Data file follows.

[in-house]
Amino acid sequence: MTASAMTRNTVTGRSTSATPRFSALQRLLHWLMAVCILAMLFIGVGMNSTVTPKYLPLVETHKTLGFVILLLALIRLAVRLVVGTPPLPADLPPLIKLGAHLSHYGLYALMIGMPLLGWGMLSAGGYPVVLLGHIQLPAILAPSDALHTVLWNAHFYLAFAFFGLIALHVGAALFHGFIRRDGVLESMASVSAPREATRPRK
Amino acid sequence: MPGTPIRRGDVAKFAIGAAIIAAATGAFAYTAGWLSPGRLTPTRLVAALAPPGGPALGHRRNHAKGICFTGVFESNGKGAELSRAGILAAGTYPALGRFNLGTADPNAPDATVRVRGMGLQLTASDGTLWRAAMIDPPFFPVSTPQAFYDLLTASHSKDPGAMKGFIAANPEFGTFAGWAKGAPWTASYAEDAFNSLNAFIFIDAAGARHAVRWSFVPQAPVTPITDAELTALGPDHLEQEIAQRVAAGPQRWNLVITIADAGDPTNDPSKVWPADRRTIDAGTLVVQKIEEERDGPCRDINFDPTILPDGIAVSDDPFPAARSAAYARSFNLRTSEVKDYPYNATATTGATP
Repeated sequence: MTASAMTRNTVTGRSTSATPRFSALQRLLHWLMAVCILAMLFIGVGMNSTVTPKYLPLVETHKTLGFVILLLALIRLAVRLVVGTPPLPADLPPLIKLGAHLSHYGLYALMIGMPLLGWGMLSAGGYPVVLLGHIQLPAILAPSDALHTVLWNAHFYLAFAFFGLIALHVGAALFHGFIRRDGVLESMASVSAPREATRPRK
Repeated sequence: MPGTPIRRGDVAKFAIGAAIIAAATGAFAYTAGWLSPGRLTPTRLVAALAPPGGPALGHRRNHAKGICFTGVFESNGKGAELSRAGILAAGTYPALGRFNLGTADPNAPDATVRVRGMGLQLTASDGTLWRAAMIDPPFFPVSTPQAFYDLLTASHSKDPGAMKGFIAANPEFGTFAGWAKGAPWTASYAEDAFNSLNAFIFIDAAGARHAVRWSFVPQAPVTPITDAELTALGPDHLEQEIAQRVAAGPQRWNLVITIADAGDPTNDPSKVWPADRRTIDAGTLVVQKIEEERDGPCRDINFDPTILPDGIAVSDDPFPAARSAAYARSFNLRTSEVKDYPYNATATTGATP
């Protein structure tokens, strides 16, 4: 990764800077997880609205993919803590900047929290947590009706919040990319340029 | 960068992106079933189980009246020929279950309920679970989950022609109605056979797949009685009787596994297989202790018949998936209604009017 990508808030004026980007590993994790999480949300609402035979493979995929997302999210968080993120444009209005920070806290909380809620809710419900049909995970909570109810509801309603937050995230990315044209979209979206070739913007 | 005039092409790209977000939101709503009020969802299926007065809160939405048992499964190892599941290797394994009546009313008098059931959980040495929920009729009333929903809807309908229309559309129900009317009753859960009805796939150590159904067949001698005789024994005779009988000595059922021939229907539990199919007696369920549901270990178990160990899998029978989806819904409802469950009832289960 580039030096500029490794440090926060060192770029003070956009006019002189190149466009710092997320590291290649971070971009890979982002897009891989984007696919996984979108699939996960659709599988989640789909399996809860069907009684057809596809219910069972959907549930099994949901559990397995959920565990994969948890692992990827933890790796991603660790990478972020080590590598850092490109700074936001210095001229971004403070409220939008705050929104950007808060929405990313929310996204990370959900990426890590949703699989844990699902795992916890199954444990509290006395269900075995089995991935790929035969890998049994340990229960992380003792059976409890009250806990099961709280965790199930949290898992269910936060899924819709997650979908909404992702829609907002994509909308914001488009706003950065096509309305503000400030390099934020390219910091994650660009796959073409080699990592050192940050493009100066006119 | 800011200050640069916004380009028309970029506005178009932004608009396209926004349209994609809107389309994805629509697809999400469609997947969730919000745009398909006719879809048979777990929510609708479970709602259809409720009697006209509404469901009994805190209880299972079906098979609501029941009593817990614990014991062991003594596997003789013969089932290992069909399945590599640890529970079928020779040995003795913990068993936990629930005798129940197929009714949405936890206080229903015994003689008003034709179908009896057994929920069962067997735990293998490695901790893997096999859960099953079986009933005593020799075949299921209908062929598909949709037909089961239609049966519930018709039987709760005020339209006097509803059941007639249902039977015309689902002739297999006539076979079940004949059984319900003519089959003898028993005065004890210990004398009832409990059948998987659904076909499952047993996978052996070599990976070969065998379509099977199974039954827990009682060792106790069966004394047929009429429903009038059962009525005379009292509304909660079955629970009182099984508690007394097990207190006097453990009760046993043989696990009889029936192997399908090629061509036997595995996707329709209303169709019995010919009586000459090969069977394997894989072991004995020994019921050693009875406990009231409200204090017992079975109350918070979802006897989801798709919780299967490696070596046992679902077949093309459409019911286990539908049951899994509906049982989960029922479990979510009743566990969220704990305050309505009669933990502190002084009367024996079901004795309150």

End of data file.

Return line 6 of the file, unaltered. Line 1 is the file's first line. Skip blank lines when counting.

């Protein structure tokens, strides 16, 4: 990764800077997880609205993919803590900047929290947590009706919040990319340029 | 960068992106079933189980009246020929279950309920679970989950022609109605056979797949009685009787596994297989202790018949998936209604009017 990508808030004026980007590993994790999480949300609402035979493979995929997302999210968080993120444009209005920070806290909380809620809710419900049909995970909570109810509801309603937050995230990315044209979209979206070739913007 | 005039092409790209977000939101709503009020969802299926007065809160939405048992499964190892599941290797394994009546009313008098059931959980040495929920009729009333929903809807309908229309559309129900009317009753859960009805796939150590159904067949001698005789024994005779009988000595059922021939229907539990199919007696369920549901270990178990160990899998029978989806819904409802469950009832289960 580039030096500029490794440090926060060192770029003070956009006019002189190149466009710092997320590291290649971070971009890979982002897009891989984007696919996984979108699939996960659709599988989640789909399996809860069907009684057809596809219910069972959907549930099994949901559990397995959920565990994969948890692992990827933890790796991603660790990478972020080590590598850092490109700074936001210095001229971004403070409220939008705050929104950007808060929405990313929310996204990370959900990426890590949703699989844990699902795992916890199954444990509290006395269900075995089995991935790929035969890998049994340990229960992380003792059976409890009250806990099961709280965790199930949290898992269910936060899924819709997650979908909404992702829609907002994509909308914001488009706003950065096509309305503000400030390099934020390219910091994650660009796959073409080699990592050192940050493009100066006119 | 800011200050640069916004380009028309970029506005178009932004608009396209926004349209994609809107389309994805629509697809999400469609997947969730919000745009398909006719879809048979777990929510609708479970709602259809409720009697006209509404469901009994805190209880299972079906098979609501029941009593817990614990014991062991003594596997003789013969089932290992069909399945590599640890529970079928020779040995003795913990068993936990629930005798129940197929009714949405936890206080229903015994003689008003034709179908009896057994929920069962067997735990293998490695901790893997096999859960099953079986009933005593020799075949299921209908062929598909949709037909089961239609049966519930018709039987709760005020339209006097509803059941007639249902039977015309689902002739297999006539076979079940004949059984319900003519089959003898028993005065004890210990004398009832409990059948998987659904076909499952047993996978052996070599990976070969065998379509099977199974039954827990009682060792106790069966004394047929009429429903009038059962009525005379009292509304909660079955629970009182099984508690007394097990207190006097453990009760046993043989696990009889029936192997399908090629061509036997595995996707329709209303169709019995010919009586000459090969069977394997894989072991004995020994019921050693009875406990009231409200204090017992079975109350918070979802006897989801798709919780299967490696070596046992679902077949093309459409019911286990539908049951899994509906049982989960029922479990979510009743566990969220704990305050309505009669933990502190002084009367024996079901004795309150």